If you are calling around to get pricing on containers, you have probably encountered rates based on if the container is an "A, B or C". But what does that mean? The short answer - no much. Ratings like A, B and C do not have any standards. They are not an industry classification. One person's "A" could be another person's "Are you kidding me?!"
Many container vendors use it as a short-hand for splitting up containers they have in stock by how they look cosmetically. Which on the surface sounds like a good idea. If you have some nicer ones, why not charge a little more for those for people who need that and the ones that are not quite as pretty can be a great deal for someone who doesn't care.
But the problem is what makes an A and A? Some vendors have strict standards that they have figured out so they know and A or a B or a C when they see it. Others may use the rating more a relationship between what they have in stock. What would have been a C before all the sudden gets elevated to an A because they got some less pretty containers in. But either way, it is a subjective standard. Is it based on cosmetic beauty? Is it based on the integrity of the container? If you are quoted these prices, dig deeper into the ratings to make sure if you are paying a premium for an "A," that you are getting what you think you are getting.
Take the above container for example. It could be an A, B or C. It does not have much rust on it, so that could make it an A. It could be a B because while it doesn't look fantastic, it is structurally a great container. It could be a C because it is not beautiful by any standard.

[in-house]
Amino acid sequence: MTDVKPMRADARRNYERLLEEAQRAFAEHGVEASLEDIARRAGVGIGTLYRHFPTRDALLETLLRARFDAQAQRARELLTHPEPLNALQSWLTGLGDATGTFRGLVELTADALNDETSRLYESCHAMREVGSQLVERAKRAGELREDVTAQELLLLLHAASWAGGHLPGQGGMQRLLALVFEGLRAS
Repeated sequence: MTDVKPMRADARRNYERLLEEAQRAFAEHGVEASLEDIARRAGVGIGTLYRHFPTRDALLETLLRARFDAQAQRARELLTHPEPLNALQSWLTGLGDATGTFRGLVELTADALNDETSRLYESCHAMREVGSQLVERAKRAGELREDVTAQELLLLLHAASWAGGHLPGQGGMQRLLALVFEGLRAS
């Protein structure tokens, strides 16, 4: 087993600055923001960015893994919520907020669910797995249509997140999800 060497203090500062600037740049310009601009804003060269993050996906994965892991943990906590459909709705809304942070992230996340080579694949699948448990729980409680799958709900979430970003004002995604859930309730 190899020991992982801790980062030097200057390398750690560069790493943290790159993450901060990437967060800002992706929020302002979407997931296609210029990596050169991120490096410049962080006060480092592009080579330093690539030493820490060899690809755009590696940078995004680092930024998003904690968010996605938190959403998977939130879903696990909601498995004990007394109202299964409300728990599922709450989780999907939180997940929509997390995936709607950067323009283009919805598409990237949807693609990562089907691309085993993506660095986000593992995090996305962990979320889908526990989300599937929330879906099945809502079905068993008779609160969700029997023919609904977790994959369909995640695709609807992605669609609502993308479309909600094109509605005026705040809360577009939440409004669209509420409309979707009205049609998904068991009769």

Super Cubes does not use these ratings. Instead, we use industry categories - wind- and water-tight, cargo-worthy and one-trip containers. For a full description of these categories, check out our page on that by clicking here. We make it clear that cosmetics don't play into our description. If you know you need something that has almost no rust, we recommend getting a one-trip container. We also serve a lot of different markets, but in some markets we can send customers in to inspect their container ahead of time. That is not always an option. But seeing a container through inspecting it or pictures will tell you far more than any A, B, C rating.
The take-away advice - ask a lot of questions if you have something specific in mind. All vendors would rather make sure you know what you're getting before the truck arrives with your container.